GB Olympic Gold Medallist Plays it Safe with Mole Screening 

Olympic rower, Will Satch, who earned a gold medal for Team GB in the Men’s Eights at the Rio 2016 Olympics, found time in between training sessions to access ScreenCancer’s Mole Screening Service, available in selected Alphega Pharmacies.

Skin cancer is now the most common form of cancer in the UK*. In 2012, more than 2,000 people died from malignant melanomas**. Skin cancer can affect people of all ages, but some are at a higher risk than others of developing a malignant melanoma (a type of skin cancer).

GB Gold Medallist Will Satch - Mole screening at alphega pharmacy

Those people most at risk include people with fair skin that burns easily, lots of moles or freckles, red or fair hair, anyone who was frequently sunburnt as a child or has a family history of skin cancer. Patients being treated with immunosuppressive drugs are also at higher risk of developing a melanoma.

"I got my results directly from ScreenCancer and have recommended the service to friends and GB teammates"
Will Satch - GB Gold Medallist
Will recently heard about ScreenCancer’s Mole Screening Service from a family member and, finding a rare break from training, he decided to use the service due to its convenience and accessibility. Prior to flying out to Rio to compete at the 2016 Olympic Games, Will visited Wraysbury Village Pharmacy in Staines, Middlesex, which is an Alphega Pharmacy member, to have images taken of two moles which were causing him concern.
Will Satch, 27, states: “There is very low awareness of the risks of skin cancer or how to spot it. I’ve been meaning to get the moles looked at but unfortunately hadn’t found the time to visit my GP. The Mole Screening Service, available in selected Alphega pharmacies, is a great initiative, primarily because people like me who have busy schedules can easily get checked. I got my results directly from ScreenCancer quickly and have recommended the service to friends and GB teammates.”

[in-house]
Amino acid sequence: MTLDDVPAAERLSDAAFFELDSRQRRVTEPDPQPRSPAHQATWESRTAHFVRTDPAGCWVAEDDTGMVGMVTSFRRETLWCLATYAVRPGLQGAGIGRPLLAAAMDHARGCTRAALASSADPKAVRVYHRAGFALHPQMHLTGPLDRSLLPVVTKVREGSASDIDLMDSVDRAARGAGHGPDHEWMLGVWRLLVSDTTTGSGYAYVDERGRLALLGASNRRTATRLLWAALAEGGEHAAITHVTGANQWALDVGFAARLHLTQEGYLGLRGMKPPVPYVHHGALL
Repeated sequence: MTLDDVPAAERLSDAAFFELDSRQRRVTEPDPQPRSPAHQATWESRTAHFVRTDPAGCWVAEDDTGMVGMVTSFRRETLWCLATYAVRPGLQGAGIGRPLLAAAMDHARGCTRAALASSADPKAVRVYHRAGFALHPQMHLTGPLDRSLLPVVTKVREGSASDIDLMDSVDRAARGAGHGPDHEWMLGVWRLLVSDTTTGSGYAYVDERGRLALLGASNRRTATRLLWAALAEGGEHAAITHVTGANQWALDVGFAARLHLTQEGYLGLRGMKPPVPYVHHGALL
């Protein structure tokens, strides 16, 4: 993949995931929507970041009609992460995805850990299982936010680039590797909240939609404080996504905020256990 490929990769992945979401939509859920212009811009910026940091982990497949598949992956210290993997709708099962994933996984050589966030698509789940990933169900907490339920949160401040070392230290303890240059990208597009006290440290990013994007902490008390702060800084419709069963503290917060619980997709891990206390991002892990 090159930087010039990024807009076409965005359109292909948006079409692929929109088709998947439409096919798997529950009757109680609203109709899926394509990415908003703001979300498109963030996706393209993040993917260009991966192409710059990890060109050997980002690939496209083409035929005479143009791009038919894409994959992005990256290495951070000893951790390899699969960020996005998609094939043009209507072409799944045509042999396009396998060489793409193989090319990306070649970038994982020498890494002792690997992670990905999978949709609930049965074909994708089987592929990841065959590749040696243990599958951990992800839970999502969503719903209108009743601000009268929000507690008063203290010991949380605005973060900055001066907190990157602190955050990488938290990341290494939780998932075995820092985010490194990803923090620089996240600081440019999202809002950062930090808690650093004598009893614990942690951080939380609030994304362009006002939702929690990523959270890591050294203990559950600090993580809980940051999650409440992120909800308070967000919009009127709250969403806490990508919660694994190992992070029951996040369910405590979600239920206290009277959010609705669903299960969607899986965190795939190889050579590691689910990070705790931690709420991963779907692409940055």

The most common sign of a malignant melanoma is the appearance of a new mole or a change in an existing mole. Areas of the body exposed to the sun are most affected. The most common place for a melanoma to develop is on the lower leg for women and on the back for men.
"There is very low awareness of the risks of skin cancer or how to spot it. I’ve been meaning to get the moles looked at but unfortunately hadn’t found the time to visit my GP."
Will Satch - GB Gold Medallist
The Mole Screening Service is provided by ScreenCancer is available at selected Alphega pharmacies. The service involves an image being taken of a mole(s) on the patient’s body using innovative imaging technology provided by ScreenCancer, and this image is then transmitted to a qualified ScreenCancer dermatologist for analysis. Getting your moles scanned is non-invasive, painless and quick.
Will Satch - Alphega Pharmacy Mole Scanning
Pharmacist at Wraysbury Village Pharmacy, Julie Tullett advises: “Anyone who is worried about a mole should get it checked straight away. The ScreenCancer Mole Screening Service is a fantastic way for anyone to check a mole they are concerned about. With this service, if something is identified as being suspicious, a ScreenCancer Dermatology Nurse contacts the customer with information about the image, provided by the dermatologist, and, if appropriate, gives the customer advice on the referral process, should further investigation be required.”
The mole scan costs just £35 for the first mole, then a further £15 per additional mole which is significantly cheaper than visiting a private dermatologist.
* Cancer Research UK
**Cancer Research UK
About ScreenCancer’s Mole Screening Service
The Mole Screening Service provided by ScreenCancer via selected Alphega pharmacies, involves scanning mole(s) on the customer’s body, using innovative imaging technology.
The scan takes place in a private room; it is non-invasive, painless and quick to perform. The images of the moles are taken in the pharmacy using a ScreenCancer SIAscope – an imaging device which emits light that penetrates 2mm below the surface of the skin. One scan provides five different multi-coloured images that reflect the depth and shape of the mole.
The scan is then sent to a ScreenCancer UK Dermatology Specialist for assessment. Within two weeks, ScreenCancer will provide a written report directly to the customer which gives advice about the moles and, if they are deemed suspicious, will recommend that the patient visits their GP for further investigation. It is important to note that the service cannot diagnose skin cancer or any other skin condition.
Mole Scanning Pharmacy - Pharmacy Near Me
More information: Mole Screening Service
Pharmacy Near Me - Alphega Pharmacy UK
Find: Mole Screening Pharmacies